Teacher Unions are extremely powerful; these Unions have made it possible that “bad teachers” cannot be fired. “Bad teachers” are either sent to the “Rubber Room” or they are bounced around from one school to the next, hoping the school was the wrong fit for them and they will excel in other environments. The problem with having bad teachers remain on the payroll is that it decreases the funding for other teachers who deserve the money and it takes away from their students’ learning. A “bad teacher” is the teacher who comes into class and sits as his/her desk doing his/her own thing, not paying attention to their students. Kids go to school to receive an education, not be to baby-sat for eight hours. Students deserve better than a “bad teacher;” they deserve someone who is invested in their education and will go to any extremes to guarantee every one of their students has learned something at the end of the school year.
The only way to fix this problem is by eliminating Teacher Unions, which will not be an easy feat. Because Teacher Unions are so powerful, they are able to reject what the education leaders try to implement to reform education. If “bad teachers” were removed from the payroll, this would allow for more funding for better teachers and a raise for teachers who have worked as an educator for many years and have done their jobs effectively. If there were a monetary incentive for teachers to teacher their students as much as possible in the most effective ways, many teachers would be willing to put forth the effort because it would result in a payoff, which is generally the issue they complain about. However, the problem becomes how to weaken Teacher Unions. One possibility is to give teachers certain benefits to persuade them from joining a Union. These benefits can include, a higher salary for those who are not a member of a Teacher’s Union or ensure that a teacher cannot be fired within the first five years of becoming a teacher because the adjustment may be more difficult than some anticipate. After five years, though, if a teacher proves to be wasting their student’s time and not being productive during class, then the teacher should rightfully asked to leave.
The final major challenge facing the education system is standardized testing. All year, teachers teach towards the test; every activity is supposed to prepare one for the test. However, no real learning is taking place when a teacher has to teach for a final examination. The quote on quote learning in the classroom becomes robotic and students are not learning what is interesting to them. Again, the problem of boredom arises and students become disinterested in school and have a lack of motivation to do their assignments, which in turn becomes frustrating for the teacher. Also, standardized tests do not test one’s knowledge; they merely test to see if you can figure out the tricks of the test. Therefore, the tests do not test everyone fairly; some people may be great test takers, while others struggle with test taking and people learn differently. Some students may be able to watch a film and grasp the knowledge from an visual standpoint, while others may be able to listen to a lector and remember the key ideas from an auditory perspective, and even others find it easier to learn when they have hands-on activities, which is a kinesthetic learner. These three learning types should be incorporated into every teacher’s lesson so that every student can succeed. However standardized tests do not take into account what type of learner one may be and the presentation of the material may be detrimental to their success.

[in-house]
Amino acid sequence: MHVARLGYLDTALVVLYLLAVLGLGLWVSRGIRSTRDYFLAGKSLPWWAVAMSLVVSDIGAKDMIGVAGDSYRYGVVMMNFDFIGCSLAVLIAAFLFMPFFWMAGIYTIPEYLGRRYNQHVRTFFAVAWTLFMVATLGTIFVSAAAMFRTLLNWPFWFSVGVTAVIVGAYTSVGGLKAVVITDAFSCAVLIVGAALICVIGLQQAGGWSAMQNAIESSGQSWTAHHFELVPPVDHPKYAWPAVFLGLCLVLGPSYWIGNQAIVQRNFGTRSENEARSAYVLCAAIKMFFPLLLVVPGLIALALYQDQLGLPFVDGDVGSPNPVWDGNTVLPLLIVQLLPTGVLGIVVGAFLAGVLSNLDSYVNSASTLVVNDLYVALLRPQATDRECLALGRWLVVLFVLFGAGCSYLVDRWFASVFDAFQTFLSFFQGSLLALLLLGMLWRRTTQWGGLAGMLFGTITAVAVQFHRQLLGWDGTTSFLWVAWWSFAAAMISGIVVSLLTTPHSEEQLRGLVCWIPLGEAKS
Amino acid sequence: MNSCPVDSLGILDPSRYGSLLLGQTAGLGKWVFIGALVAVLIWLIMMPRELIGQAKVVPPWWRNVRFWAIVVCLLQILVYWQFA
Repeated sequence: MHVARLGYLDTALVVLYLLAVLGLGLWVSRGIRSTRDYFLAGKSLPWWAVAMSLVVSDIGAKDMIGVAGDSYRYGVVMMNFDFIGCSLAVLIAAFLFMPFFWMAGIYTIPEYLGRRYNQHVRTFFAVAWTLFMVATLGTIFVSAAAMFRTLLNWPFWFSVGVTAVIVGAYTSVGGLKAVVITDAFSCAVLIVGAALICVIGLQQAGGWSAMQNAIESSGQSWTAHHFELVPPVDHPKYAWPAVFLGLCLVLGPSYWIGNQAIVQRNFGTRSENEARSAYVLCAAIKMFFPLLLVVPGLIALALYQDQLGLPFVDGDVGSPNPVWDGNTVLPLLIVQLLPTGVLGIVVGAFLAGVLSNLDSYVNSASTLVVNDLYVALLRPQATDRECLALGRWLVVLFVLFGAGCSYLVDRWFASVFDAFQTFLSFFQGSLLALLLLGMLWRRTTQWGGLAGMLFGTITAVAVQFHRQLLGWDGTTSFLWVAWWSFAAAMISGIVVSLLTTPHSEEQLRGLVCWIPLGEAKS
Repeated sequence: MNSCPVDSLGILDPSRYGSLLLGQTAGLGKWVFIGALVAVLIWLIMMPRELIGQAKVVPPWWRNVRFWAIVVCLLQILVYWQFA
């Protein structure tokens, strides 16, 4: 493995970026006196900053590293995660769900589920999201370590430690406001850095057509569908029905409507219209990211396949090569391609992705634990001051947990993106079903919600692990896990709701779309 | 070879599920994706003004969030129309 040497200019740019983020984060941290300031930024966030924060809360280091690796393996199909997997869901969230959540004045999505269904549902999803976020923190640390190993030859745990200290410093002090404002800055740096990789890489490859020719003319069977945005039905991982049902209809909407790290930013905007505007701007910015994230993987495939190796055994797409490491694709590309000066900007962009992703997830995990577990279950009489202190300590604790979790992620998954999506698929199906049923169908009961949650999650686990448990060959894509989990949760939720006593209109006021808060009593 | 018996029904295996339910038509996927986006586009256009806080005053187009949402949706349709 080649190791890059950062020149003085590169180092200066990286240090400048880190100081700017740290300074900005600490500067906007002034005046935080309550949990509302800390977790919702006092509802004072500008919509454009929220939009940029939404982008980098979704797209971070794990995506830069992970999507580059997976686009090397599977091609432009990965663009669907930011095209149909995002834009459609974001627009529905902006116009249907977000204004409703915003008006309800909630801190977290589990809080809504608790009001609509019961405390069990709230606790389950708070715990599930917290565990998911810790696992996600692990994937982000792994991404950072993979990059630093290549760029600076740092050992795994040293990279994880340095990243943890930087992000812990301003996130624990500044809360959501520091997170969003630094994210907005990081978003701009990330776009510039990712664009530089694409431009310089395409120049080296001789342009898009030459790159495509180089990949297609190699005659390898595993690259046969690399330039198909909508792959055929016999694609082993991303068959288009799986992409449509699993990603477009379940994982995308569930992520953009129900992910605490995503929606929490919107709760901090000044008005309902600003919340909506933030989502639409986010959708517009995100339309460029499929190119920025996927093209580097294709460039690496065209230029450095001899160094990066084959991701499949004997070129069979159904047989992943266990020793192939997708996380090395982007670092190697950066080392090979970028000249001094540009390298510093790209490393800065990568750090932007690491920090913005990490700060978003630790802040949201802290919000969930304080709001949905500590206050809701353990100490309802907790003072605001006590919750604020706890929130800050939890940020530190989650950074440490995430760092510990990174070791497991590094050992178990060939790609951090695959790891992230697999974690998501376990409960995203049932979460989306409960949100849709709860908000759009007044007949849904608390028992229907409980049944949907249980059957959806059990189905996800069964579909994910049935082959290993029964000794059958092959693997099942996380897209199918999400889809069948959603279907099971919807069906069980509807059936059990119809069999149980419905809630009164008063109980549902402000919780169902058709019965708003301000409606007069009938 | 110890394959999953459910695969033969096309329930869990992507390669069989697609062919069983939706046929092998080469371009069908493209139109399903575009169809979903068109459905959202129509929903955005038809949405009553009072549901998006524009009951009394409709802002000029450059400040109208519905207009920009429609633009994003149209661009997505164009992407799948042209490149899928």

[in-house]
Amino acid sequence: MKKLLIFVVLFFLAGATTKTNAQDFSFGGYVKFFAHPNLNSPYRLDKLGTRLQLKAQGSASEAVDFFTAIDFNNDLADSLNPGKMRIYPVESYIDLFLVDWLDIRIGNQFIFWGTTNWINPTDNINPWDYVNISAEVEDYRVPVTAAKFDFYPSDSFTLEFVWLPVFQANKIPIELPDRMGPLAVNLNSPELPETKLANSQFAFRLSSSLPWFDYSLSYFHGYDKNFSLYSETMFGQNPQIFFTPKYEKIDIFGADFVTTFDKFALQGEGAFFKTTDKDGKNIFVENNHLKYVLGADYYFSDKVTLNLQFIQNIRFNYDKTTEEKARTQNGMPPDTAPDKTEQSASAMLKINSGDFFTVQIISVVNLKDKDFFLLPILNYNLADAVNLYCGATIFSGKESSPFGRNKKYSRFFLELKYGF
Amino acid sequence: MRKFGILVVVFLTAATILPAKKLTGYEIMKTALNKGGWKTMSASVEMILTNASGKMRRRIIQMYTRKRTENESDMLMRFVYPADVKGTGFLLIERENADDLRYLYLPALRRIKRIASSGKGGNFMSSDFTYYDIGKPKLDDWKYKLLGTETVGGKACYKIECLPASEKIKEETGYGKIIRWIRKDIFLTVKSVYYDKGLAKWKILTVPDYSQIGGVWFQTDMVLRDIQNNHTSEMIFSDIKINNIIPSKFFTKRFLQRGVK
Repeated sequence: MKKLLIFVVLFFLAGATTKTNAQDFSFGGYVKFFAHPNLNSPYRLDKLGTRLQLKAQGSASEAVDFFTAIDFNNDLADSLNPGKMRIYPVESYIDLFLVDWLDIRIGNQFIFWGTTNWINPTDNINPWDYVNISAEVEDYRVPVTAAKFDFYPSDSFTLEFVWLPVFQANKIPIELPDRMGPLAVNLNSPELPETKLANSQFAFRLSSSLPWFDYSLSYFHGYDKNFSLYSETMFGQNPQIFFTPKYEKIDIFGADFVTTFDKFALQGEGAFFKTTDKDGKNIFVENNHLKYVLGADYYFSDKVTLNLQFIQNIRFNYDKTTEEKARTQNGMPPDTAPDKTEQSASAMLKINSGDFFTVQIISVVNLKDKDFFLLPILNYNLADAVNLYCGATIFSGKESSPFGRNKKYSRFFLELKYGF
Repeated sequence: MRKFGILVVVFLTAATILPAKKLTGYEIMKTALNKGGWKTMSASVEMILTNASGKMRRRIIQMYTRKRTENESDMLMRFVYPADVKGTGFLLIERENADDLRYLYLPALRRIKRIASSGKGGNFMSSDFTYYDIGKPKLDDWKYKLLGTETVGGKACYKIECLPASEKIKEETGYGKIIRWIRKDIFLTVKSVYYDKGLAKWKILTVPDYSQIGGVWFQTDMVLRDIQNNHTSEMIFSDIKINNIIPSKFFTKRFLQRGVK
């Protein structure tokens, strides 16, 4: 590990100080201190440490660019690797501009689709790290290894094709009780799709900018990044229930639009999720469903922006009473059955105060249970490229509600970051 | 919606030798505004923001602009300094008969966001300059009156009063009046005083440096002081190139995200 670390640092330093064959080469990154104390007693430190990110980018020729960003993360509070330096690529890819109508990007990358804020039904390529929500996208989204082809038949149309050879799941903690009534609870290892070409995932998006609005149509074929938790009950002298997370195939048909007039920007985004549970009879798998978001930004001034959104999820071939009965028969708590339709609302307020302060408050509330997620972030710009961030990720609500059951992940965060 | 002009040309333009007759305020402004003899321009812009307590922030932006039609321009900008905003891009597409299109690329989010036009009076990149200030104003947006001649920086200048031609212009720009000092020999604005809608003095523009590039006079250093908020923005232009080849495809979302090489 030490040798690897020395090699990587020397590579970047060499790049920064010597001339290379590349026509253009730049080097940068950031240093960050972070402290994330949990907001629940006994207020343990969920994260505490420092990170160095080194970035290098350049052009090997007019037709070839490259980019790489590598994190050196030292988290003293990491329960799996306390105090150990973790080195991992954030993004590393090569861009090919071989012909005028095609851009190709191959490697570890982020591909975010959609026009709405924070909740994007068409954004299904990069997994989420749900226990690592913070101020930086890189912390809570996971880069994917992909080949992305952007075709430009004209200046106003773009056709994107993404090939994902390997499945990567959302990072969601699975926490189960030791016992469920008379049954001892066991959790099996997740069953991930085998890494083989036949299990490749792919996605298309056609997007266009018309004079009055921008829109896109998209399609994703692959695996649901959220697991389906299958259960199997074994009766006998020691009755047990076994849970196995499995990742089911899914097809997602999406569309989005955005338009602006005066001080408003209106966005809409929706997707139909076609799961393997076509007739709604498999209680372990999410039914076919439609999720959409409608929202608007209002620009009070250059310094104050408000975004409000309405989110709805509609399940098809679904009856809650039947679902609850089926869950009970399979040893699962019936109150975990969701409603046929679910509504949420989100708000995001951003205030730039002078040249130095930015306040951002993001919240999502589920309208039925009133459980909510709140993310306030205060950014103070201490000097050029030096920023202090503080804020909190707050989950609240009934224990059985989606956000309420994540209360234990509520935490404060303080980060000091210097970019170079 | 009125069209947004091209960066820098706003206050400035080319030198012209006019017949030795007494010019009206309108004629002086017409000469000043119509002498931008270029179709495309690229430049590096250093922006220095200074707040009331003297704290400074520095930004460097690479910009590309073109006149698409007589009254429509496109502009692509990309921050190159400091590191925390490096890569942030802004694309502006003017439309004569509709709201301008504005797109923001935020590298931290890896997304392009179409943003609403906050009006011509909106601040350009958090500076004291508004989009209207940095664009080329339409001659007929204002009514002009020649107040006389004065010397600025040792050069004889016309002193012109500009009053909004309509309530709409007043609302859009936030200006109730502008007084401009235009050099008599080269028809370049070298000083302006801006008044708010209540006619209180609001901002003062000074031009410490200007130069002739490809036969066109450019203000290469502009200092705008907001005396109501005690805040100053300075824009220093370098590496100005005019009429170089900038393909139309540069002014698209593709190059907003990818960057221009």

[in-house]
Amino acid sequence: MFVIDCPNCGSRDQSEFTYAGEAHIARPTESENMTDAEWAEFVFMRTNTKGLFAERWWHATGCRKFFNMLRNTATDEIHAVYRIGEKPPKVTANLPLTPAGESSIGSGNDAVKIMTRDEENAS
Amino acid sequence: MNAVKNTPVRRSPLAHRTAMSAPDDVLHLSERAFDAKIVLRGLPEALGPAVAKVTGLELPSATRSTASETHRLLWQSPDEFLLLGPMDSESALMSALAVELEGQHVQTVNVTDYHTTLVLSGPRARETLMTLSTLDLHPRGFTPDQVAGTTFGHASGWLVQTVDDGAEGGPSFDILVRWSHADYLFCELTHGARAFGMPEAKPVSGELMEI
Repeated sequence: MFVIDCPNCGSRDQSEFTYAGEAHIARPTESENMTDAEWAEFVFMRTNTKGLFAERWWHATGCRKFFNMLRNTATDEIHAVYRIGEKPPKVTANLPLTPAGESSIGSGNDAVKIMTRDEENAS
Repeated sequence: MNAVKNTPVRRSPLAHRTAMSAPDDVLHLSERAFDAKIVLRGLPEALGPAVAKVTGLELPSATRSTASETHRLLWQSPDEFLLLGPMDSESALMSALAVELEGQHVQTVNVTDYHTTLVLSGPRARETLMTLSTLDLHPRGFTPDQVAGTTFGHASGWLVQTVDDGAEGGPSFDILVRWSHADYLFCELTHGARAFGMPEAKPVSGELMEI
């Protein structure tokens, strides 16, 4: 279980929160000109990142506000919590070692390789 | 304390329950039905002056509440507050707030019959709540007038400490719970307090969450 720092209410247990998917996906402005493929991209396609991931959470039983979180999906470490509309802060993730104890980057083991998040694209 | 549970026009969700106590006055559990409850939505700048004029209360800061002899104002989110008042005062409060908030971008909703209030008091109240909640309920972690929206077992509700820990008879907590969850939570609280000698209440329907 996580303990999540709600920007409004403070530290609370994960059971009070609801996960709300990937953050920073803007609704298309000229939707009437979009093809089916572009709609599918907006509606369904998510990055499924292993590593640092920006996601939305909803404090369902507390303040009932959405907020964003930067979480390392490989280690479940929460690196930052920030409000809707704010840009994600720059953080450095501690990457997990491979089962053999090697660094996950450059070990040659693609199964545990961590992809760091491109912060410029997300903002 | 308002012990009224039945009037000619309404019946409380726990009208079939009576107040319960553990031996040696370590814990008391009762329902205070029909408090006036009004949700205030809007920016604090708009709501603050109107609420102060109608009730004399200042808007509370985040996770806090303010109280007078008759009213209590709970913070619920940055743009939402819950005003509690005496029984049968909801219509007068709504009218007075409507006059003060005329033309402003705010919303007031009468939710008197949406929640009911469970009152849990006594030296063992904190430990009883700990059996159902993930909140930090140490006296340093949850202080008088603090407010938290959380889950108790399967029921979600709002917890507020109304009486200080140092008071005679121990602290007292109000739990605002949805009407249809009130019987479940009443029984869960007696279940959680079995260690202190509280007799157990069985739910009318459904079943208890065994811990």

Standardized tests are used in public elementary and middle schools as a measure for who has mastered the learning for that age level and who should move on to the next grade level. Standardized tests are also used in high school as a measure of comparing students from around the country for a spot at a certain college. The state standardized tests should be done away with because then teachers can teach their students interesting topics and there is not pressure for a teacher to teach towards a test. Also, if a teacher has to ability to choose topics to teach his/her class, they can choose topics that their students want to learn and the learning becomes more engaging and the students take a liking to learning. The teacher should be able to say at the end of the year, who should and should not continue to the next grade level based on the activities they did in that class. Now many people may worry that there is no way to compare students with standardized tests, but all students do not learn the same way and what one learned form one activity, another might have learned something different. The key to schools is learning and education, not how well one can perform on a test. 
Standardized testing for college should also be done away with because students already have many distinguishing factors on their resume and their application should be enough proof of whether the student is eligible for a certain school. Though some colleges use standardized tests scores as a measure for merit-based scholarships, these colleges can use other parts of the application as a measure or they can require students to write an essay or do a creative project to show why they have earned the scholarship.
All in all, there are many challenges that face the education system and many of the solutions involve taking a risk on a new type of system, but if educators and the government are ready for a serious changes, they need to take some risks and try new ideas until something starts to work. Without creative installments into a classroom, students become bored and disinterested in school, which is frustrating for everyone and no real learning is occurring. I hope there is a serious change to our educational system because kids do not deserve to have anything but a rewarding education. Lastly, if things do not change, we, as a country, will continue to fall farther behind other improving countries and our current governmental problems will never be fixed because there will not be anyone able enough without a proper education; it is a downward spiral if our educational system is not changed soon. 

No comments:

Post a Comment